Yemen remains one of the most countries that suffers from water paucity where access to drinking water is very hard for the most vulnerable and disadvantaged people.
There are 8.6 million children in Yemen who are not adequately able to access water and sanitation services. The escalating conflict in Yemen Since 2015 led to depriving more people from their right of accessing safe drinking water. Access to clean water is a very important issue in Yemen to prevent spread of the water-borne diseases. In 2017, the largest outbreak of cholera and acute water ailments in the world was witnessed in Yemen. Unfortunately, indicators say that cholera outbreak will return again if the water crisis continued unresolved.
More than half of the Yemeni population are still in need for support to meet their basic water, sanitation and hygiene needs. Since the beginning of the crisis, access to improved water sources significantly reduced in 11 out of 20 governorates. Moreover, the number of governorates where less than half of the population can access water from improved sources has almost doubled since 2014. 1
Protracted displacement continues to put additional pressure on already scarce water sources and sanitation services. Collapsing urban water and sanitation systems, deteriorating water and sanitation conditions in rural areas, and lack of means to maintain personal hygiene and purchase safe drinking water all contributed to one of the worst cholera outbreaks Yemen has ever faced.
As estimated, 16 million Yemenis need humanitarian assistance to establish or maintain access to safe water and basic sanitation and hygiene facilities, out of them 11.6 million are in acute need.
Water and sewage networks require increased support to continue providing the minimum level of services. An estimated 38 per cent of Yemen’s population are connected to a piped water network, with higher coverage in urban areas (42 per cent). Due to the lack of electricity and revenues, the functionality of these piped networks is depending heavily on support from humanitarian partners. Where piped networks have stopped, people revert to free but unimproved water sources or depend on charity from others, often resulting in irregular and insufficient access to unsafe water sources. With 78 per cent of households suﬀering from reduced economic status since 20152, only part of the population can aﬀord trucked water. With an estimated 6 per cent of households treating their water at home, it can be assumed that the majority of the population is not able to access safe water for drinking. In the context of the recent cholera outbreak, increased water quality assurance eﬀorts are needed to ensure the population has access to safe water.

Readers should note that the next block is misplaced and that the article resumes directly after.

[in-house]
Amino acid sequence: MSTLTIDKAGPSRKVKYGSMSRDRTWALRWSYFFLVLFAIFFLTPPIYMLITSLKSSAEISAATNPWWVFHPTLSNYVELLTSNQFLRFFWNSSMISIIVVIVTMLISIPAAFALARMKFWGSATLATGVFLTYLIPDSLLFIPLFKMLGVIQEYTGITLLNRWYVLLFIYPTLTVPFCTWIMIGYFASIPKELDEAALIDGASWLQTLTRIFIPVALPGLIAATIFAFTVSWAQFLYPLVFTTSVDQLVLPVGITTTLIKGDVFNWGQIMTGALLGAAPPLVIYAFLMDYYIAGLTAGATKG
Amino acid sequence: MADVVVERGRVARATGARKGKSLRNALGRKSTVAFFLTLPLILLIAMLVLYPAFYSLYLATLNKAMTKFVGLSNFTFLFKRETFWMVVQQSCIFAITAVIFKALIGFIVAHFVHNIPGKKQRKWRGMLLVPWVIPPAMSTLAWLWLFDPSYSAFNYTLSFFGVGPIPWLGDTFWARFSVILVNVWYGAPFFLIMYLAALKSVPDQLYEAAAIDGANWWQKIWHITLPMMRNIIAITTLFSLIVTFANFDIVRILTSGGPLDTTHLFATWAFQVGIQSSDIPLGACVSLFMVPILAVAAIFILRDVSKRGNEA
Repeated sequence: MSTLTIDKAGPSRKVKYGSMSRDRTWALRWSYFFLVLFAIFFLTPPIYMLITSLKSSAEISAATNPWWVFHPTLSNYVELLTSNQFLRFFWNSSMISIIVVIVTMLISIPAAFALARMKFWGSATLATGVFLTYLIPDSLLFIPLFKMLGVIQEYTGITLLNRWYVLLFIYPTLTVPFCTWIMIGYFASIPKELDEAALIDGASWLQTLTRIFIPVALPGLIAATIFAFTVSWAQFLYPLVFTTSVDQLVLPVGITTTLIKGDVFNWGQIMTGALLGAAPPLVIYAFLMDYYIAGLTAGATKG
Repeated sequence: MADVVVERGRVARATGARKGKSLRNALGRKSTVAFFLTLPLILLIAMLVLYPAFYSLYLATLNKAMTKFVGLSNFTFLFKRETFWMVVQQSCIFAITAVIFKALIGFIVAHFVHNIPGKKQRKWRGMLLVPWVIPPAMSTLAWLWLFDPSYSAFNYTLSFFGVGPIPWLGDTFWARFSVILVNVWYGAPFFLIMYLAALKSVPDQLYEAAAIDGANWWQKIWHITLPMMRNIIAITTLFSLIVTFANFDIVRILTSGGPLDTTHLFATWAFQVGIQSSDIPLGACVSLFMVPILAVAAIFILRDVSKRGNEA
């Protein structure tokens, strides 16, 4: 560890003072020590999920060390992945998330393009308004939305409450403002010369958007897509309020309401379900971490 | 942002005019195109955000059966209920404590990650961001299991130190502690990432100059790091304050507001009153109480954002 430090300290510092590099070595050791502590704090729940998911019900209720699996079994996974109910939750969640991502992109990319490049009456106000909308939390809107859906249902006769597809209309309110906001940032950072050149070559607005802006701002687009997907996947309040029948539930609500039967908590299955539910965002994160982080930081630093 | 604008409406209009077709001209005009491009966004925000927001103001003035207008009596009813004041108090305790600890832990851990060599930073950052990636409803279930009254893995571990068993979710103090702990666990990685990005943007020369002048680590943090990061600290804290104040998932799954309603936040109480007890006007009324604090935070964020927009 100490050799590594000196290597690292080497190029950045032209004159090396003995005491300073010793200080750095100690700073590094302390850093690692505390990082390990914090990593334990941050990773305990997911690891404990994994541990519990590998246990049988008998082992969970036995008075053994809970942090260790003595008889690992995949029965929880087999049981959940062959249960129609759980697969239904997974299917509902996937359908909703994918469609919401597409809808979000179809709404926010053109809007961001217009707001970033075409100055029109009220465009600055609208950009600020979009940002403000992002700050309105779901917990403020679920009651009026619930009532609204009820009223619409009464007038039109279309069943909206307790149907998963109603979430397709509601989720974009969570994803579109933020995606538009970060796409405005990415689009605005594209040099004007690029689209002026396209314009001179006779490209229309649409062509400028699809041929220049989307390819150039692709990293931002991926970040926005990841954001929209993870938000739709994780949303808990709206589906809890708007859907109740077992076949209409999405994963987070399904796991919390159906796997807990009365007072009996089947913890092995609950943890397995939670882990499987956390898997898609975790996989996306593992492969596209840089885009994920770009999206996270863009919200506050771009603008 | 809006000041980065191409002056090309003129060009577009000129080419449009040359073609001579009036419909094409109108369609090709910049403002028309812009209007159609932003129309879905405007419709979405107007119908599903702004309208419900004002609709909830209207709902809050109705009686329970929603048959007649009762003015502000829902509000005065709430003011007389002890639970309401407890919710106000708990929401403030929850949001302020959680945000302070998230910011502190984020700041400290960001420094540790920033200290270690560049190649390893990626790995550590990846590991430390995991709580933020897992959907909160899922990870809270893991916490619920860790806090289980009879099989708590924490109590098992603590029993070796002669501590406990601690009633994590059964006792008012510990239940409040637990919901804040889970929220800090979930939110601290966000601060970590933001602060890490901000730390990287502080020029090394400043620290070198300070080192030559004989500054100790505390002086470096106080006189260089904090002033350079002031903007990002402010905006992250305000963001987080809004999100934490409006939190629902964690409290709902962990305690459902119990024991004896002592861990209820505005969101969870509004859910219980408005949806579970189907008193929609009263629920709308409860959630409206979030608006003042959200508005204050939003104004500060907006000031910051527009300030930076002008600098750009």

Poor performance of sewage systems and waste water treatment in urban areas, and weak sanitation and hygiene conditions in rural areas further aggravates the risk of spreading cholera and other diseases. Garbage collection services are primarily provided by local authorities in most parts of the country, but most are barely functioning in the current situation. Therefore, as a result of operational challenges, eﬀorts are needed to strengthen the regularity and quality of solid waste management.3
YDN WASH field interventions:
During 2014-2018, YDN had many interventions in WASH field within ten Yemeni governorates (Amanat Al-Asemah, Al Hodeidah, Lahj, Taiz, Hadramout, Aden, Al Jouf, Dhamar, Al-Mehweet and Hajjah) . More than 25,703 households have benefited from such interventions. These interventions have varied including drilling wells and operating them, establishing permanent pumps, establishing different sized water tanks, providing drinking water to IDPs, monitoring cholera cases, and community awareness activities.
At Taiz governorate, YDN established a local WASH cluster for YDN members during the most difficult circumstances of war. As a result, (40) tanks were distributed covering all the city’s districts and provided with water regularly from far and difficult to access areas.
Below, List Of YDN WASH field interventions:
|Governorate||Year||Beneficiaries (Families)||Target Benef.||Intervention|
|Al Hodeidah||2014||2000||District population||Wells drilling|
|Lahj||2014||429||District population||Wells drilling|
|Amanat Al Asemah, Taiz, Hadramout, and Aden||2015||11152||IDPs||Establishment of large, medium and small water tanks|
|Taiz and Aden||2015||929||IDPs||Establishment of permanent pumps|
|Taiz||2015||2429||Affected population||Operating wells and Providing fuel|
|Hadramout||2016||1,070||IDPs and Marginalized||Water Distribution|
|Al Jowf||2016||3304||Poor families||Drinking Water Distribution|
|Hadramout||2017||1074||IDPs||Drinking Water Distribution|
|Hajjah||2017||1645||Population and IDPs||Monitoring cholera cases, and community awareness|
|Ibb||2018||137||Households & IDPs||Cholera response|
|Al Jowf||2018||1222||households||Cholera response|
- SDR Access to improved water. REACH and WASH Cluster, 2017.
- IPC analysis 2017.
- Humanitarian Response Plan 2018.